• Jan 7 2014: Yes, love is better,if you have any thing in your life it will solve automatically .
    • Jan 7 2014: Somah,
      Although i truly admire your positive insight, I have to wonder how love can solve anything in out lives automatically. To me, giving love costs energy an effort, (which is worth it, considering all that can possibly be lost and gained!!) so could you explain what you mean by anything in your life being solved automatically by love?
    • thumb
      Jan 7 2014: Somah and Lizanne,
      My interpretation....
      Love in a broad sense, can include respect, patience, understanding, love of learning, love of life, as well as lots of other feelings/emotions. If we have those feelings in, and for ourselves, we can face most challenges. Is this what you mean Somah?

      Welcome to TED conversations Somah:>)
  • thumb
    Jan 6 2014: Something to ponder....

    "It is only in the mysterious equations of love that any logic or reason can be found"
    (John Nash)
  • thumb
    Jan 6 2014: Yes generally it is better to love depending on how you define the verb. Erotic-chemical-hormonal associations can lead to the acquisition of parasites or pathogens that may be difficult or impossible to eradicate. If part of a one night stand there can be plenty of other downsides besides, such as unsupported progeny. I have searched for decades for a couple who based a long lasting happy relationship on a quickie start up. Haven't found one yet, Seems to underscore the oxymoron status of the phrase "instant intimacy". Emotional-romantic level hook ups that have a longer lead in do a bit better but not that much. Conscious Philo-Agape associations that take more time and carry no selfish agenda do the best. So much so that the answer seems to be always yes because without possessiveness or the need to control your friend that come with the lower levels there is virtually no danger of loss other than death. Is that so bad since after all we all seem to die. The Dutch are well known for taking their time before commitment and seem to enjoy a lower level of divorce than the love at first sight Americans. (It took me five years to get my Dutch bride to the alter)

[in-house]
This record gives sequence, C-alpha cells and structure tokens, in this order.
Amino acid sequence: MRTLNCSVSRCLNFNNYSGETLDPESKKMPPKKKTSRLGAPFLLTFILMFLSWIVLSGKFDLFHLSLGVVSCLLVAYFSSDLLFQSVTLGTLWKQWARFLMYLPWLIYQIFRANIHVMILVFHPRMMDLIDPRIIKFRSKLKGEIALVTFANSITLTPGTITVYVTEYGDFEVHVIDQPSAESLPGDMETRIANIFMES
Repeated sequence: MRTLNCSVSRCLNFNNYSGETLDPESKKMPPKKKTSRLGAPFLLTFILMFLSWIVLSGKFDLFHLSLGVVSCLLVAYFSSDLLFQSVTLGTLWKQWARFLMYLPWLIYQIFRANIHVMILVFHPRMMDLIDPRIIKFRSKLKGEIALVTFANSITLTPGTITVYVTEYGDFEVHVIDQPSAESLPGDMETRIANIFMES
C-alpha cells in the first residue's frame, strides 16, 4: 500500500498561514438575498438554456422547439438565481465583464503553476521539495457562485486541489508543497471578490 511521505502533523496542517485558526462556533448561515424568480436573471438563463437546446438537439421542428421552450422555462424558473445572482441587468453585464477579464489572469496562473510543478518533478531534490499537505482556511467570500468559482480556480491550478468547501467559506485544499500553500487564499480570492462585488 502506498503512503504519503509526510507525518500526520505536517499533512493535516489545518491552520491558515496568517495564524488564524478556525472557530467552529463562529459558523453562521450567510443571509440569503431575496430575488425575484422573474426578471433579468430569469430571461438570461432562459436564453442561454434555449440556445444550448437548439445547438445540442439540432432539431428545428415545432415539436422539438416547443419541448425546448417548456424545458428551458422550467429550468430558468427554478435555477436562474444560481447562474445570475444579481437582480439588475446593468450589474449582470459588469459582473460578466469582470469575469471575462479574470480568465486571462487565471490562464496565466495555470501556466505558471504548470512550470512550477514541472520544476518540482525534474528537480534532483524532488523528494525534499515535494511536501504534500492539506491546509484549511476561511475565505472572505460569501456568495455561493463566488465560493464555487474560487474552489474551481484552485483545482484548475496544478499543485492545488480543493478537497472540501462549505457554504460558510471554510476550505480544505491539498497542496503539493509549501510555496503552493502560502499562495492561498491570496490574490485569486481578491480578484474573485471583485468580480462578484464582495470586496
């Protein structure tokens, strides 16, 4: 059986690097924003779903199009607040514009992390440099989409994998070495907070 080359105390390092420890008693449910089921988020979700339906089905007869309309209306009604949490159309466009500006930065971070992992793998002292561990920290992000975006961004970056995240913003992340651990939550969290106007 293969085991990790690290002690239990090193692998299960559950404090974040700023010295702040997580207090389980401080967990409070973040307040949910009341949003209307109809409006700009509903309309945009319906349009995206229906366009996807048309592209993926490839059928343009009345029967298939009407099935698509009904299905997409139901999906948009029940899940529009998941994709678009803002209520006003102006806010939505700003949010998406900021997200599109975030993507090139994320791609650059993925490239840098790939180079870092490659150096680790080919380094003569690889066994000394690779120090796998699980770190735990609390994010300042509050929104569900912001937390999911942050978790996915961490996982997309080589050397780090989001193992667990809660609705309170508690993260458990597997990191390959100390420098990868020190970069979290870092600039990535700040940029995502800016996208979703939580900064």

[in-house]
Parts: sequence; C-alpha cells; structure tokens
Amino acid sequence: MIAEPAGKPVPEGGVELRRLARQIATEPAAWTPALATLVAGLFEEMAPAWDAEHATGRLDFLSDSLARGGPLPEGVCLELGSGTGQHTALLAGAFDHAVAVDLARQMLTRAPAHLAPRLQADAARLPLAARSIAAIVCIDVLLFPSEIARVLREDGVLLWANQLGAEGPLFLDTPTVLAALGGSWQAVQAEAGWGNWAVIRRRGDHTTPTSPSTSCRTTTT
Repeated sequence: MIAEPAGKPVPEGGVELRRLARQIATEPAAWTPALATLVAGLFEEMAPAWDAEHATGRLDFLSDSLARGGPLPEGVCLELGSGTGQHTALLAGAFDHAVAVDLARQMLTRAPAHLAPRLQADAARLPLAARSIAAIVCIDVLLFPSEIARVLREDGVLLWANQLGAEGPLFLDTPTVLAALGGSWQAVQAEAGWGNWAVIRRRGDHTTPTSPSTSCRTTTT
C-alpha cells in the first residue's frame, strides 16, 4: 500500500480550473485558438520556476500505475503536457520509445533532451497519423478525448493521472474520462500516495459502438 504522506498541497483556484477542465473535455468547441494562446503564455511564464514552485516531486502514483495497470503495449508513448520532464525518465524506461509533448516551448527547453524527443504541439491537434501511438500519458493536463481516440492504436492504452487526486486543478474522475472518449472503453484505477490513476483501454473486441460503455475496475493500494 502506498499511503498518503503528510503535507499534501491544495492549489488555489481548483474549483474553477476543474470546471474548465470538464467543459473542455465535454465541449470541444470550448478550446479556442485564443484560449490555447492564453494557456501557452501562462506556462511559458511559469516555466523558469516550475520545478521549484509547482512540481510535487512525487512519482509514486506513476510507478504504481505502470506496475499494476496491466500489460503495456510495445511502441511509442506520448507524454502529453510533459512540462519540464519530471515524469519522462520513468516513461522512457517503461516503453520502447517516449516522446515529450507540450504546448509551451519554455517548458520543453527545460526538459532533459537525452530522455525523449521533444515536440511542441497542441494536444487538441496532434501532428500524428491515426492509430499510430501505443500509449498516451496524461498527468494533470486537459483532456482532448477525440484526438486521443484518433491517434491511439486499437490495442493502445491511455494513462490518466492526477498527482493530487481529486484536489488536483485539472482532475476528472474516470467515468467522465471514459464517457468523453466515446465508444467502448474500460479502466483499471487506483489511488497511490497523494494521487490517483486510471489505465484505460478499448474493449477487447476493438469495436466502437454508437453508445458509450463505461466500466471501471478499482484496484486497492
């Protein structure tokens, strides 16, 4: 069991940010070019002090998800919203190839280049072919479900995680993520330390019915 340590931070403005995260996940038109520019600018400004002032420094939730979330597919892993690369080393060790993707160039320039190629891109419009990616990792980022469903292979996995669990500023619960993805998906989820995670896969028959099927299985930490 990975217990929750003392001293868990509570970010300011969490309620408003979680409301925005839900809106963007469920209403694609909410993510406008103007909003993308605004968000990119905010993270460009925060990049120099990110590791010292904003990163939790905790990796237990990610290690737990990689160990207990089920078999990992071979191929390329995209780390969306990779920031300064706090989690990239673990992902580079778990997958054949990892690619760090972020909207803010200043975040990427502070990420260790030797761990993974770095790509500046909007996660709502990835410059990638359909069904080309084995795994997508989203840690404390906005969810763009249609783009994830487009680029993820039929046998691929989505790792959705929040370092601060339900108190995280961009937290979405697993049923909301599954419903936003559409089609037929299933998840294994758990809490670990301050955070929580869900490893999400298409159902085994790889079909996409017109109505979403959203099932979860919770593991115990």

• thumb
    Jan 4 2014: I would say that you never know when you love someone whether you will eventually lose, I suppose love does involve some risk. Well, actually, Lizanne, in a way it doesn't involve much risk, because even if it turns out that the person doesn't return love to you, your actions still might affect them. Look at a TED conversation. You can reply to a TED conversation, and in replying that involves a little love on your part extended to the other person. The other person may never answer back, so the love isn't coming back. And yet probably they read what you said and it touched them somehow, so your love did have a good effect. Or other people read it, and it touches them. Or expressing it just helps you because it forces you to articulate your thoughts. These benefits apply to larger situations where you love and "lose" as well.

    But generally don't most of us make good decisions about who to love we usually love and win, not love and lose?

    Have you recently loved and lost?
    • Jan 5 2014: Life is indeed all about taking risks, from falling in love to participating in a TED convo. As the wise and distinguished Bilbo Baggins said, "You take a risk walking out your front door". A risk I for one am willing to take at any cost, and of late, the price I have had to pay for my risk, and loss, was almost too high to bear.
      As for your last question, I think I just answered it.
      • thumb
        Jan 5 2014: Well, I admire you for taking risks, it's the only way to live? There's a young rock band called FIDLAR now in L.A., the acronym is "Fuck It Dog Life's A Risk."

        Sounds like something bad happened, Lizanne, I'm sorry. Maybe it's too tender to talk about?
  • Jan 4 2014: Thanks to all for all these positive and insightful comments!

    It's such a personal thing, isn't it... To me, this quote (thanks to you who found and shared the full quotation) brings up two questions: what is love, to me? And what could possibly be lost?

    Hindsight is always 20/20 vision, and knowing it is impossible to step into any relationship with the ability to retrospect certainly wouldn't hinder me in falling head over heels in love, given the chance!

    Loving is learning. I have loved and lost, but can now say I have probably gained more in the process.
  • thumb
    Jan 4 2014: I think if you know the result is obvious that this relationship won't fly at last, you can choose not to be engaged in it. It's not necessary to waste your precious youth on some bad guys.